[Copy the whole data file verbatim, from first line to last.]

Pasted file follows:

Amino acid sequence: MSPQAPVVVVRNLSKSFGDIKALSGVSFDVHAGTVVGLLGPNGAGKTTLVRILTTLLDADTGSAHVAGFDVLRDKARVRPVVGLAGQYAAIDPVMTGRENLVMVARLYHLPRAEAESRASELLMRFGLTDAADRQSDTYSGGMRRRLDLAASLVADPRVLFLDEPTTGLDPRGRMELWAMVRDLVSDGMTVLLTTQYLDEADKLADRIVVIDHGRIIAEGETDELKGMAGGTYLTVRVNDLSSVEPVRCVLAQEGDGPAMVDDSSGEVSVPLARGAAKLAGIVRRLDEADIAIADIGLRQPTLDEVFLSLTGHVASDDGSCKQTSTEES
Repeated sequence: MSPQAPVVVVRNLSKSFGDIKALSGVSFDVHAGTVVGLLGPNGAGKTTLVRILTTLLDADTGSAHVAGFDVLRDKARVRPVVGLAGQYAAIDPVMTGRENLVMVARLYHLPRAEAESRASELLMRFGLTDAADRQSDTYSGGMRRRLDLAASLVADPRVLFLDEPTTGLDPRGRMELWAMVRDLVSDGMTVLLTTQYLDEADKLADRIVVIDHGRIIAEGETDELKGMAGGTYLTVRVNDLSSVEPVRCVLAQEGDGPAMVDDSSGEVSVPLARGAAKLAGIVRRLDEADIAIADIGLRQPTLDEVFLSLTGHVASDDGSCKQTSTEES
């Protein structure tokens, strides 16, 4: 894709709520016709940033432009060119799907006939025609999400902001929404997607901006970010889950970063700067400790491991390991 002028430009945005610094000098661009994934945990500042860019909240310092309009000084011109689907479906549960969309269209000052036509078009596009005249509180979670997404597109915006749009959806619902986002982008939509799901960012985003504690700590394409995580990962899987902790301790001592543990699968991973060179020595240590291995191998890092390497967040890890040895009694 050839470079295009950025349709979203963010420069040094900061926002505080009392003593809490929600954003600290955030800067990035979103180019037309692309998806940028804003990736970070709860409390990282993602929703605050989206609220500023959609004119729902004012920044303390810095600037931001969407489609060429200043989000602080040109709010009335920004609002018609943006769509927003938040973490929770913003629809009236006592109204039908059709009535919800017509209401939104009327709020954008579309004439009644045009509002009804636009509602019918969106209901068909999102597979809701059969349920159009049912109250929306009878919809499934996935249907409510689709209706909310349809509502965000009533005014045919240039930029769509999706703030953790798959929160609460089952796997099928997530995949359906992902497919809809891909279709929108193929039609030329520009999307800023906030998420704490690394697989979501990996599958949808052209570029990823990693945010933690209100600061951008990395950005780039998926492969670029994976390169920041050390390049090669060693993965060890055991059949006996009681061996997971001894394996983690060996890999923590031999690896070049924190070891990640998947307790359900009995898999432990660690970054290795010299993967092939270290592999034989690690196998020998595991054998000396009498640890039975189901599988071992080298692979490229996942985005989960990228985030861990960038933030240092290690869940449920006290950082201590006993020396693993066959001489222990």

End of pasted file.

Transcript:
Amino acid sequence: MSPQAPVVVVRNLSKSFGDIKALSGVSFDVHAGTVVGLLGPNGAGKTTLVRILTTLLDADTGSAHVAGFDVLRDKARVRPVVGLAGQYAAIDPVMTGRENLVMVARLYHLPRAEAESRASELLMRFGLTDAADRQSDTYSGGMRRRLDLAASLVADPRVLFLDEPTTGLDPRGRMELWAMVRDLVSDGMTVLLTTQYLDEADKLADRIVVIDHGRIIAEGETDELKGMAGGTYLTVRVNDLSSVEPVRCVLAQEGDGPAMVDDSSGEVSVPLARGAAKLAGIVRRLDEADIAIADIGLRQPTLDEVFLSLTGHVASDDGSCKQTSTEES
Repeated sequence: MSPQAPVVVVRNLSKSFGDIKALSGVSFDVHAGTVVGLLGPNGAGKTTLVRILTTLLDADTGSAHVAGFDVLRDKARVRPVVGLAGQYAAIDPVMTGRENLVMVARLYHLPRAEAESRASELLMRFGLTDAADRQSDTYSGGMRRRLDLAASLVADPRVLFLDEPTTGLDPRGRMELWAMVRDLVSDGMTVLLTTQYLDEADKLADRIVVIDHGRIIAEGETDELKGMAGGTYLTVRVNDLSSVEPVRCVLAQEGDGPAMVDDSSGEVSVPLARGAAKLAGIVRRLDEADIAIADIGLRQPTLDEVFLSLTGHVASDDGSCKQTSTEES
């Protein structure tokens, strides 16, 4: 894709709520016709940033432009060119799907006939025609999400902001929404997607901006970010889950970063700067400790491991390991 002028430009945005610094000098661009994934945990500042860019909240310092309009000084011109689907479906549960969309269209000052036509078009596009005249509180979670997404597109915006749009959806619902986002982008939509799901960012985003504690700590394409995580990962899987902790301790001592543990699968991973060179020595240590291995191998890092390497967040890890040895009694 050839470079295009950025349709979203963010420069040094900061926002505080009392003593809490929600954003600290955030800067990035979103180019037309692309998806940028804003990736970070709860409390990282993602929703605050989206609220500023959609004119729902004012920044303390810095600037931001969407489609060429200043989000602080040109709010009335920004609002018609943006769509927003938040973490929770913003629809009236006592109204039908059709009535919800017509209401939104009327709020954008579309004439009644045009509002009804636009509602019918969106209901068909999102597979809701059969349920159009049912109250929306009878919809499934996935249907409510689709209706909310349809509502965000009533005014045919240039930029769509999706703030953790798959929160609460089952796997099928997530995949359906992902497919809809891909279709929108193929039609030329520009999307800023906030998420704490690394697989979501990996599958949808052209570029990823990693945010933690209100600061951008990395950005780039998926492969670029994976390169920041050390390049090669060693993965060890055991059949006996009681061996997971001894394996983690060996890999923590031999690896070049924190070891990640998947307790359900009995898999432990660690970054290795010299993967092939270290592999034989690690196998020998595991054998000396009498640890039975189901599988071992080298692979490229996942985005989960990228985030861990960038933030240092290690869940449920006290950082201590006993020396693993066959001489222990």